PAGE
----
Force Calculation

All of the force calculations are done in the ISO coordinate system.

Vertical Force

Figure 1. Front view of tire at an inclination angle

Where is the vertical stiffness of the tire. The lateral deflection is ignored in the calculation.

Where is the tire penetration velocity.

The vertical force can only be positive: in the case of a lift off condition of the tire from the ground, the resulting negative reaction force is set to 0.

If a [DEFLECTION_LOAD_CURVE] block is present in tire property file, then the data inside the block is used to calculate the vertical force. In this case the VERTICAL_STIFFNESS value is ignored. The data in DEFLECTION_LOAD_CURVE should be monotonically increasing. An example of such table is given below:

Friction Coefficient

The friction coefficient is calculated by interpolating the Umax and Umin value using Comprehensive slip.

Figure 2. Friction Coefficient versus Slip

If there is a [MU_SLIP] present in the tire property file than the friction coefficient is calculated by interpolating the data in the table. The data in [MU_SLIP] curve should be monotonically increasing. An example of such table is shown below:

Longitudinal Force

The calculation of the longitudinal force (Fx) depends on the longitudinal slip condition of the tire. Typically, there are two distinct slip states: an elastic deformation state (where the longitudinal slip is less that a critical slip value) and a pure sliding state (where the longitudinal slip exceeds the critical slip value).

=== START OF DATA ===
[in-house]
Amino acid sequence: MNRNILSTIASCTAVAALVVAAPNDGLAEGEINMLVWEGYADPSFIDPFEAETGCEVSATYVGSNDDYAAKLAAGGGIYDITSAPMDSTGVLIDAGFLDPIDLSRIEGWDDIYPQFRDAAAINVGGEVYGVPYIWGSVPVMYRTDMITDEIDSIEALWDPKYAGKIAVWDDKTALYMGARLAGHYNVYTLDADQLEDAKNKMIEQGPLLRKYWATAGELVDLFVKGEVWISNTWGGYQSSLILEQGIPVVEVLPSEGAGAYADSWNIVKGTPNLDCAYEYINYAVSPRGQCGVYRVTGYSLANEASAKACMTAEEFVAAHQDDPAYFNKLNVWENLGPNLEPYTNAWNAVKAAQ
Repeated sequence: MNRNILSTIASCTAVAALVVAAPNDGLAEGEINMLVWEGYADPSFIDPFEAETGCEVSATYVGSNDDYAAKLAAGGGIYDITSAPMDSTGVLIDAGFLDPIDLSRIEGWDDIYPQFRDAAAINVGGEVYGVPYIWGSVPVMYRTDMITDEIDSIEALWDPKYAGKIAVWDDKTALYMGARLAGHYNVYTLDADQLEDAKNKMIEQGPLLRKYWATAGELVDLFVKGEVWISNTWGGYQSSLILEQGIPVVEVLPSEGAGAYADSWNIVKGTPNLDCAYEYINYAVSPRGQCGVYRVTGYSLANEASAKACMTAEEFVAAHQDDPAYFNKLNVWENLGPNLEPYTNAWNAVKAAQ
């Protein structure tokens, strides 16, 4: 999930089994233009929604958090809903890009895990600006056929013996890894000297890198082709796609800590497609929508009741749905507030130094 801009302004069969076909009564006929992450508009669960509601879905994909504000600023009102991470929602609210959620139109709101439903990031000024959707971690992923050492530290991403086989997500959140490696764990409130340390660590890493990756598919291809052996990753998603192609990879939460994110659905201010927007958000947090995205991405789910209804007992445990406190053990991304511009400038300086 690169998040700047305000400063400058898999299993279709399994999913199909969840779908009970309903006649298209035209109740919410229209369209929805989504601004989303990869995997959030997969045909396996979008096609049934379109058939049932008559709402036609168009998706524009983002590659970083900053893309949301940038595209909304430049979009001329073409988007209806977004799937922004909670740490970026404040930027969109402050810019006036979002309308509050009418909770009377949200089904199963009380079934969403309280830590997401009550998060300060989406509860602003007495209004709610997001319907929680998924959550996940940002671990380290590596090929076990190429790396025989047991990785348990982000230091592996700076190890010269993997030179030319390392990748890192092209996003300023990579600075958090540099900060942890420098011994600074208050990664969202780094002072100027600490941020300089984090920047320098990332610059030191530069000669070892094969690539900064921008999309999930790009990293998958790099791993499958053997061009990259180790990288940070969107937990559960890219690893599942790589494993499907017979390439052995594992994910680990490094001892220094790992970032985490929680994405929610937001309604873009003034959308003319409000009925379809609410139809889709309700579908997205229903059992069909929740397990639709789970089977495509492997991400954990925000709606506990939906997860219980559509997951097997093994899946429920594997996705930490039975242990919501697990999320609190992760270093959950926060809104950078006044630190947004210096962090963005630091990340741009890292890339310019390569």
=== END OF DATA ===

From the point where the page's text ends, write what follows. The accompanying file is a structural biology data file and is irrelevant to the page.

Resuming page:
The critical longitudinal slip is calculated below:

In case of pure elastic deformation

In case of pure sliding


Lateral Force

Similar to the critical slip for longitudinal force, a critical lateral slip factor is calculated. It determines the boundary between pure elastic deformation conditions and pure sliding condition of the tire.

In case of elastic deformation state

and are the lateral forces due to later slip and camber respectively.

is the camber angle, when

And if >


In case of sliding

Overturning Moment

An overturning moment is caused by the shift of the contact point (at which the vertical force is applied) in the lateral direction.

Figure 3. Overturning Moment at the inclination angle

Rolling Resistance Moment

In the FIALA tire model the rolling resistance moment is purely a function of the normal force Fz:

Where omega is angular velocity of tire about spin axis.

Aligning Torque

The same critical lateral slip used in the Fy calculation is also used in determining the condition of the tire.

Figure 4. Point of action longitudinal force which creates a moment about the vertical axis

In case of elastic deformation state

Where is half of the contact patch length. The scaling factor here is half of the contact patch length, however in a FIALA model; the tire width is used as a scaling factor.

In case of sliding